Last semester, it seemed like everyone had ACL surgery, that I was working with.
Schimri Yoyo: Me included. Shoutout to Dr. Alan G. Posta!
David Amundson: Haha, yeah. So it was like, “Oh, I need to look up things about ACL surgery.” So just looking at, researching things I should be aware of. [Learning] things I definitely shouldn’t do or things that I should. “Oh, we need to work on quadriceps strength and hamstring strength to make it even.”
So it’s more of just finding out their specific issue and looking into what they can do or what they can’t do. But then also being able to start slow and then ramping up to be, “Oh you can, starting easy.” So it’s building confidence in, let’s say, their knee if they have the ACL surgery.
So they start with confidence. Obviously, they’ve been medically cleared to do exercise first, but they just don’t feel safe using that knee yet. And just starting with a body weight squat, making sure everything’s aligned and then working that progression. Not just going, “Oh, you’re good. Let’s go do some high bar back squats.” But no, starting low or easier and then as they build confidence, then going progressively harder and harder.
Schimri Yoyo: So in your opinion, what is the relationship between strength and conditioning, injury prevention, and rehabilitation? And how do you help athletes or clients to be proactive in training and in recovery?
David Amundson: So for that, I would say it’s goal dependent. If their goal is strength and strength is going to be our focus, then making sure they’re not doing anything dangerous to themselves.
Knowing the biomechanics of the body like, “Oh, your spine being in a lot of flexion, which is typically bad to apply a lot of torque when you’re doing a deadlift, so you want to keep your back flat.” We can’t just avoid a deadlift if their goal was to increase their deadlift, but we just have to be careful to monitor them as they do it.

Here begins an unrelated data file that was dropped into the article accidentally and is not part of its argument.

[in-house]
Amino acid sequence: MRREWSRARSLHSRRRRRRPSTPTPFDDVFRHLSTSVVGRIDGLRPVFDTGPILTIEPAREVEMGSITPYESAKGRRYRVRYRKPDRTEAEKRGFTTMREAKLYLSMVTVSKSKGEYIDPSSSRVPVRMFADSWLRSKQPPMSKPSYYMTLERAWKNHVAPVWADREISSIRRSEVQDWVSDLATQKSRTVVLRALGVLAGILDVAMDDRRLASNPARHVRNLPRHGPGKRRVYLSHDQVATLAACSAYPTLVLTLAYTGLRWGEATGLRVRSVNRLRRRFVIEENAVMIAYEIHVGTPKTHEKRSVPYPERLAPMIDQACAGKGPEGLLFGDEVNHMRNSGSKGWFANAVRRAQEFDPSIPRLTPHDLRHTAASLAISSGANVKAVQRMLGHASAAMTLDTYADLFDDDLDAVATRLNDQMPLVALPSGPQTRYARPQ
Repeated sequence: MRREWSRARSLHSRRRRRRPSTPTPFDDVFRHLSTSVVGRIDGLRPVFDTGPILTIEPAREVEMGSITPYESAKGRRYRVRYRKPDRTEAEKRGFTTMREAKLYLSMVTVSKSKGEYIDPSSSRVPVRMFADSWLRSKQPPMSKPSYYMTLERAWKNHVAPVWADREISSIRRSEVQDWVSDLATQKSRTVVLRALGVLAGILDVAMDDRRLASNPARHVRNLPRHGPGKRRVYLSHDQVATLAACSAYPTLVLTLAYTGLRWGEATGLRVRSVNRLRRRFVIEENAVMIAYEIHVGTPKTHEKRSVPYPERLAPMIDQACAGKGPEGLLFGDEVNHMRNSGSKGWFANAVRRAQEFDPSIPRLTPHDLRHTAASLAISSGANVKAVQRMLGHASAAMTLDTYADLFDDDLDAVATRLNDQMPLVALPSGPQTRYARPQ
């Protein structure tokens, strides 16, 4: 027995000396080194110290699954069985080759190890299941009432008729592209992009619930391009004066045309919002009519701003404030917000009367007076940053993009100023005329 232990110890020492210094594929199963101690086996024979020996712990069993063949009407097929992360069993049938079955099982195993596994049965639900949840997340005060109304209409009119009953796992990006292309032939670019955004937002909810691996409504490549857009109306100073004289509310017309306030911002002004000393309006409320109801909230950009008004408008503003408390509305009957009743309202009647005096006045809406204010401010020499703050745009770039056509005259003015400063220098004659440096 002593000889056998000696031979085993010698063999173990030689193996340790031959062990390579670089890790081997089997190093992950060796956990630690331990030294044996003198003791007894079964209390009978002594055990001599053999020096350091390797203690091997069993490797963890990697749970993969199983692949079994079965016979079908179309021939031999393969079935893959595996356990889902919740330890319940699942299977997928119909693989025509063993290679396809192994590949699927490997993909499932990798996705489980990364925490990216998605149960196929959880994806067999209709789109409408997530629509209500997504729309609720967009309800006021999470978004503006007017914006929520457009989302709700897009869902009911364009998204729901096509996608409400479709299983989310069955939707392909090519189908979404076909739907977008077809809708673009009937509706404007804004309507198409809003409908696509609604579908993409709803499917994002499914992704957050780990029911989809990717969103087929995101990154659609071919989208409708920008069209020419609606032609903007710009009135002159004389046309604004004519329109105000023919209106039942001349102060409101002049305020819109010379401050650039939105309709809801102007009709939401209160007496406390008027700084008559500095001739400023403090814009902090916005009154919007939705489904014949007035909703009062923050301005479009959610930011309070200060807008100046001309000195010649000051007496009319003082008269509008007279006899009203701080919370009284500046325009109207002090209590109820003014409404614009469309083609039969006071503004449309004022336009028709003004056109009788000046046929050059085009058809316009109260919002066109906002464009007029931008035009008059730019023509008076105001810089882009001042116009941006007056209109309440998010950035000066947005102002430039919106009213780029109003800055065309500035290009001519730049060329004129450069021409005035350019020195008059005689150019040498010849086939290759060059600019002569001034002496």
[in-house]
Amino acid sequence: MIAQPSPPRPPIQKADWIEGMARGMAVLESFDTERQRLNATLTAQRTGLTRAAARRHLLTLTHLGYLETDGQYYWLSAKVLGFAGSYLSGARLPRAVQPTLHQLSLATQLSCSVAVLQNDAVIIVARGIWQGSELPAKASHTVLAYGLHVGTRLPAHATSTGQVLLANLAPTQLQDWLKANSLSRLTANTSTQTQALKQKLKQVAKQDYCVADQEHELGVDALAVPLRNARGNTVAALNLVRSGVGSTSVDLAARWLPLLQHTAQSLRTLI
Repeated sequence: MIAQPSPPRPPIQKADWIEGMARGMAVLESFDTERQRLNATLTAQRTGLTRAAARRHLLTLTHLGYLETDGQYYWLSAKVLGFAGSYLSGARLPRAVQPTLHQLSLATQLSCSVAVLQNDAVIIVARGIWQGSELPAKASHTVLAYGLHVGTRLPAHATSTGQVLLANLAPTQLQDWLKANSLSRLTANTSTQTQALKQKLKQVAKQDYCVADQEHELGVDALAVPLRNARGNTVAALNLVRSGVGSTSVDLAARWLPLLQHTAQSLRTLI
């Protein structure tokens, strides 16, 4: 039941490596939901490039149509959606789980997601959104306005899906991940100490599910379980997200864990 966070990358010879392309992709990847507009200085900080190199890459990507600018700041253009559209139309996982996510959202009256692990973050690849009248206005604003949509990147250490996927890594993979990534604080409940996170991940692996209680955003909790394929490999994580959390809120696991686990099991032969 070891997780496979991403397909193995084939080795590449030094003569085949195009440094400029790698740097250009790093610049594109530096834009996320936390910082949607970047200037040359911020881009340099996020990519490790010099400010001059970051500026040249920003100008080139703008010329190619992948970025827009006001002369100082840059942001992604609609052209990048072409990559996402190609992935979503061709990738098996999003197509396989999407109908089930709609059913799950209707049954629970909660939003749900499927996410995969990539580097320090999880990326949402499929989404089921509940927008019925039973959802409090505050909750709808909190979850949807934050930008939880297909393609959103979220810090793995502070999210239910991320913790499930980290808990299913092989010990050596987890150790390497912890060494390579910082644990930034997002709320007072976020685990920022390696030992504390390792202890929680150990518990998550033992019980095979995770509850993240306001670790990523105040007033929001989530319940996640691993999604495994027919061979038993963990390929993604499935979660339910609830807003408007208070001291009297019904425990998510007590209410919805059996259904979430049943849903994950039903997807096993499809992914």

And that’s why I thoroughly enjoy one-to-one personal training and I haven’t done much of the only online training—[the online training that] I’ve done, it’s been family and friends when they were asking for programs—because I like to be there to see [and point out], “Oh, you didn’t know that your knees were caving in during that squat, where we want to keep them out” or “Your back was rounding during that deadlift ” or “I wanted you to keep your elbow in for your goblet squat.”
So just being able to constantly monitor and knowing the best alignments for your body. You want all your joints stacked or your spine in neutral, and you want to keep your core tight. And then getting feedback from the clients where did [they] feel that exercise we just did or did they experience any pain while performing an exercise. “Can you describe the pain to me?” Just, again, getting constant feedback from the people.
Schimri Yoyo: Good. And so it seems that you put a heavy emphasis on teaching the proper techniques and making sure the forms are correct as they’re performing the exercises. So how do you continue to measure progress and success for your clients and for yourself? What do you consider success?
David Amundson: So for success for my clients, it’s very goal-dependent. So what’s successful for one client, might be unsuccessful for the other client. Last semester, I had a client who was new to the weight room and it was perfect because I got him fresh and brand new. So, we got all those newbie gains and he was gaining weight and gaining muscle. So for his goal, I would measure his body measurements with a tape measure and then also doing weights to monitor his weight, making sure that’s going up, so he’s eating enough calories.
But then for another client of mine, a female client, that would have been an absolute failure because her goal was to lose weight. So it’s very goal specific and just monitoring everything to be like, “Oh, we’re on the right path, so we don’t need to change it.” If their goal is to lose weight, making sure they’re in a calorie deficit, and then losing weight. And then finding out, trying to find out why they’re not if they’re not losing weight. Try to find out why.
I had a client whose goal was to lose weight and I was talking to him after his, his numbers didn’t go down like they had been. They had plateaued for a little bit and he was like, “I don’t know what’s going on. All I’m eating is chicken, broccoli, and rice.” And I was like, “And?” He was like, “Oh and some eggs.” And then I was like, “And?” And then he kept going and he kept listing other healthy foods. And then I was like, “And?” And then he was pausing for a little bit and was like, “Oh yeah, I did have some Chinese food last night.” And I was like, “There we go. Chinese food is typically high in calories, high in sodium, so it’s going to cause a lot of water retention.”